Causality

Data Analytics and Visualization with R
Session 4

Viktoriia Semenova

University of Mannheim
Spring 2023

Warm Up

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Quiz: Which of these statements are correct?

04:00
  1. Regression line represents a conditional mean of the explanatory variable X given the value of the outcome variable Y.
  2. Extreme values of correlation coefficient (i.e. close to -1 or 1) imply that there is a large substantive effect of X on Y.
  3. Correlation between X and Y implies there is a causal relationship between them.
  4. Causal relationship between X and Y implies there is a correlation between them.
  5. Causal relationship between X and Y implies there is an association between them.

Association vs. Correlation

Correlation is a type of association and measures increasing or decreasing trends quantified using correlation coefficients.

Causality

Data Generating Process

  • An unknown process in the real world that “generates” the data we are interested in
  • In social sciences, DGP is often not very precise
  • Our understanding of DGP comes from the theory and subject knowledge

Causality

  • A variable \(X\) is a cause of a variable \(Y\) if \(Y\) in any way relies on \(X\) for its value…. \(X\) is a cause of \(Y\) if \(Y\) listens to \(X\) and decides its value in response to what it hears (Pearl, Glymour, and Jewell 2016, 5–6)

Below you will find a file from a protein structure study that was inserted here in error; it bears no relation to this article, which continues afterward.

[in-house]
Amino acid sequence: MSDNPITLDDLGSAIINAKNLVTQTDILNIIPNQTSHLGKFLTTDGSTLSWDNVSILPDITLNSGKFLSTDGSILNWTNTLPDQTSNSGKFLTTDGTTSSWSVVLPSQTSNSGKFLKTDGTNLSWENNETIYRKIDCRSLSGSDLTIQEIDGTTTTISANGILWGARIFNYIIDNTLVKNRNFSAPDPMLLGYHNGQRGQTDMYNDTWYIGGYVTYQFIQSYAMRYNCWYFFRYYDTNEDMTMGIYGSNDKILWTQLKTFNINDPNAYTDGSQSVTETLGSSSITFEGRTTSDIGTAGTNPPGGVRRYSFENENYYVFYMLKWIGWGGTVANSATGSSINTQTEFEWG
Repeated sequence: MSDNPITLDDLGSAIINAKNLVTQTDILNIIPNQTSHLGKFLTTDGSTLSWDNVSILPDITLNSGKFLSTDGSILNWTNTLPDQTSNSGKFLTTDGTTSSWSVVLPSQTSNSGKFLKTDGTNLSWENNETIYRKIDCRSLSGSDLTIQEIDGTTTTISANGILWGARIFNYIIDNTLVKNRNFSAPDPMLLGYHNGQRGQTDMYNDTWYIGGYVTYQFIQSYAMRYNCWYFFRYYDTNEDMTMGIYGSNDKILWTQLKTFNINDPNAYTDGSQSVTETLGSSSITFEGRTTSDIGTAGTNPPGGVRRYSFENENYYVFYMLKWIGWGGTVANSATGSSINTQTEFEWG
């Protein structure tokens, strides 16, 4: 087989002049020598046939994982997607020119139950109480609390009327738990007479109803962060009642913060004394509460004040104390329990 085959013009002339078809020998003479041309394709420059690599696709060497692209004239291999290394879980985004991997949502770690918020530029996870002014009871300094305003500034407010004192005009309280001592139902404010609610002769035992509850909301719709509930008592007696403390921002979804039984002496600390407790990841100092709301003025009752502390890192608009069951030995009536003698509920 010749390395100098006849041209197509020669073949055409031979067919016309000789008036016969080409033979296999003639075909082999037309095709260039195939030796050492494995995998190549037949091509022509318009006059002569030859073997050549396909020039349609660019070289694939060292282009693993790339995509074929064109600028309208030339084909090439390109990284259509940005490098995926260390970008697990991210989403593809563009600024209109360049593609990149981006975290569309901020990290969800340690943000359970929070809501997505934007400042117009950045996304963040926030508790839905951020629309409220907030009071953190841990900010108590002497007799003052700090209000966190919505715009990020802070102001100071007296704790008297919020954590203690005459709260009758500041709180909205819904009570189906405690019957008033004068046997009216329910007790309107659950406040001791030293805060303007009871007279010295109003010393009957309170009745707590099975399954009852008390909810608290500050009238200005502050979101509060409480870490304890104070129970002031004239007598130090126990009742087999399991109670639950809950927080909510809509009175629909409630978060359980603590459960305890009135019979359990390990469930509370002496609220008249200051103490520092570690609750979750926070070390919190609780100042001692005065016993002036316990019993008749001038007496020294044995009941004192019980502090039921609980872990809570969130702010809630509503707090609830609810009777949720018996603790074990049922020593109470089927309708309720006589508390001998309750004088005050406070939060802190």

• This incorporates:

    • association between \(X\) and \(Y\)
    • time ordering: cause precedes outcome
    • nonspuriousness: there is plausible relationship
  • Causal effect is the change in variable Y that would result from a change in variable X

Example: Boston Commuters Experiment

  • Question: How does intergroup contact impact the immigration attitudes?
  • Unit of analysis (indexed by \(i\)): individuals
  • Treatment variable \(T\): exposure to Spanish-speakers on a train platform (yes or no)
  • Treatment group (treated units): individuals exposed to Spanish-speakers
  • Control group (untreated units): individuals not exposed to Spanish-speakers
  • Outcome variable \(Y\): immigration attitudes
    • Let’s simplify for now and say \(Y\) is binary: pro- or anti-immigration

Causal Effects & Counterfactuals

  • Two potential outcomes:
    • \(Y_{i}(1)\): would commuter \(i\) report pro-immigration attitudes if exposed to Spanish-speakers (\(T = 1\))?
    • \(Y_{i}(0)\): would commuter \(i\) report pro-immigration attitudes if not exposed to Spanish-speakers (\(T = 0\))?
  • Causal effect: \(Y_{i}(1) -Y_{i}(0)\) (aka treatment effect)
    • \(Y_{i}(1) -Y_{i}(0) = 0\): exposure to Spanish-speakers has no impact on attitudes
    • \(Y_{i}(1) -Y_{i}(0) = +1\): exposure to Spanish-speakers leads to pro-immigration attitudes
    • \(Y_{i}(1) - Y_{i}(0) = -1\): exposure to Spanish-speakers leads to anti-immigration attitudes

Potential Outcomes

Attitude if Treated Attitude if Control
Jack Pro-immigration Anti-immigration


More formally:

\(Y_{i}(1)\) \(Y_{i}(0)\)
Jack 1 0

Fundamental Problem of Causal Inference

Causal Effect